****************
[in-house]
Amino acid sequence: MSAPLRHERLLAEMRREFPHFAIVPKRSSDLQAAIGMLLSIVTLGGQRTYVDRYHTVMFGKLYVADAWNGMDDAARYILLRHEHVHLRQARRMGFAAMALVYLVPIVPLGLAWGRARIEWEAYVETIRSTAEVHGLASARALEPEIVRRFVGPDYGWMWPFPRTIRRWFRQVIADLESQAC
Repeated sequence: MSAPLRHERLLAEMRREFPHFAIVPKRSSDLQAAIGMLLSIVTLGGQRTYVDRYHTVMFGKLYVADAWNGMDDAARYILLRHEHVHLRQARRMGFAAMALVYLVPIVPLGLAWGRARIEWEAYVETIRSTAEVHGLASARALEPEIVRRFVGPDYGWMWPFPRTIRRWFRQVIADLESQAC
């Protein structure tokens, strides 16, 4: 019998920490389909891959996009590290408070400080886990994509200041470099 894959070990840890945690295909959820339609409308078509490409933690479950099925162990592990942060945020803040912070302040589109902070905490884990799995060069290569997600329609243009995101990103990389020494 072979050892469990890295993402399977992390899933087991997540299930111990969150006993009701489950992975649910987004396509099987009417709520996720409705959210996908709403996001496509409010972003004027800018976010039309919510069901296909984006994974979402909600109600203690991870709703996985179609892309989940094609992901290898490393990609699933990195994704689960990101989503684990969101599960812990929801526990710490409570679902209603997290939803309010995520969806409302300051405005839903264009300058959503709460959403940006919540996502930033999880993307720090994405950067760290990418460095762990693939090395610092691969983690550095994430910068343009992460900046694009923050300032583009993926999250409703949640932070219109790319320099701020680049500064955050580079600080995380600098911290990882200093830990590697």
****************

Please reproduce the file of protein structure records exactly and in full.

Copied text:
[in-house]
Amino acid sequence: MSAPLRHERLLAEMRREFPHFAIVPKRSSDLQAAIGMLLSIVTLGGQRTYVDRYHTVMFGKLYVADAWNGMDDAARYILLRHEHVHLRQARRMGFAAMALVYLVPIVPLGLAWGRARIEWEAYVETIRSTAEVHGLASARALEPEIVRRFVGPDYGWMWPFPRTIRRWFRQVIADLESQAC
Repeated sequence: MSAPLRHERLLAEMRREFPHFAIVPKRSSDLQAAIGMLLSIVTLGGQRTYVDRYHTVMFGKLYVADAWNGMDDAARYILLRHEHVHLRQARRMGFAAMALVYLVPIVPLGLAWGRARIEWEAYVETIRSTAEVHGLASARALEPEIVRRFVGPDYGWMWPFPRTIRRWFRQVIADLESQAC
């Protein structure tokens, strides 16, 4: 019998920490389909891959996009590290408070400080886990994509200041470099 894959070990840890945690295909959820339609409308078509490409933690479950099925162990592990942060945020803040912070302040589109902070905490884990799995060069290569997600329609243009995101990103990389020494 072979050892469990890295993402399977992390899933087991997540299930111990969150006993009701489950992975649910987004396509099987009417709520996720409705959210996908709403996001496509409010972003004027800018976010039309919510069901296909984006994974979402909600109600203690991870709703996985179609892309989940094609992901290898490393990609699933990195994704689960990101989503684990969101599960812990929801526990710490409570679902209603997290939803309010995520969806409302300051405005839903264009300058959503709460959403940006919540996502930033999880993307720090994405950067760290990418460095762990693939090395610092691969983690550095994430910068343009992460900046694009923050300032583009993926999250409703949640932070219109790319320099701020680049500064955050580079600080995380600098911290990882200093830990590697």